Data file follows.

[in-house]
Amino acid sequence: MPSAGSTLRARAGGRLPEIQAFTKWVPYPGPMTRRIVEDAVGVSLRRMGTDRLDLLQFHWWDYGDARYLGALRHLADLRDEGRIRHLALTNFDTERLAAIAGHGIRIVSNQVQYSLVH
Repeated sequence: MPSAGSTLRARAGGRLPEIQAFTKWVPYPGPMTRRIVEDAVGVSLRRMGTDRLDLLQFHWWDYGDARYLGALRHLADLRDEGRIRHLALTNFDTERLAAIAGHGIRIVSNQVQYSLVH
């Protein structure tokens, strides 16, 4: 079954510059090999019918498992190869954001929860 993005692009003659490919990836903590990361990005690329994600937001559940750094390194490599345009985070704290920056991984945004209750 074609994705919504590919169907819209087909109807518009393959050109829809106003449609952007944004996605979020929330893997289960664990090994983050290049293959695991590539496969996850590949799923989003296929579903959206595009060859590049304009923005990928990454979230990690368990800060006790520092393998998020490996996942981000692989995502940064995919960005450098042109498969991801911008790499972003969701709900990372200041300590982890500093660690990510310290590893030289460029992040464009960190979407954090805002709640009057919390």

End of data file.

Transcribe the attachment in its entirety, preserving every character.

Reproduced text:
[in-house]
Amino acid sequence: MPSAGSTLRARAGGRLPEIQAFTKWVPYPGPMTRRIVEDAVGVSLRRMGTDRLDLLQFHWWDYGDARYLGALRHLADLRDEGRIRHLALTNFDTERLAAIAGHGIRIVSNQVQYSLVH
Repeated sequence: MPSAGSTLRARAGGRLPEIQAFTKWVPYPGPMTRRIVEDAVGVSLRRMGTDRLDLLQFHWWDYGDARYLGALRHLADLRDEGRIRHLALTNFDTERLAAIAGHGIRIVSNQVQYSLVH
């Protein structure tokens, strides 16, 4: 079954510059090999019918498992190869954001929860 993005692009003659490919990836903590990361990005690329994600937001559940750094390194490599345009985070704290920056991984945004209750 074609994705919504590919169907819209087909109807518009393959050109829809106003449609952007944004996605979020929330893997289960664990090994983050290049293959695991590539496969996850590949799923989003296929579903959206595009060859590049304009923005990928990454979230990690368990800060006790520092393998998020490996996942981000692989995502940064995919960005450098042109498969991801911008790499972003969701709900990372200041300590982890500093660690990510310290590893030289460029992040464009960190979407954090805002709640009057919390």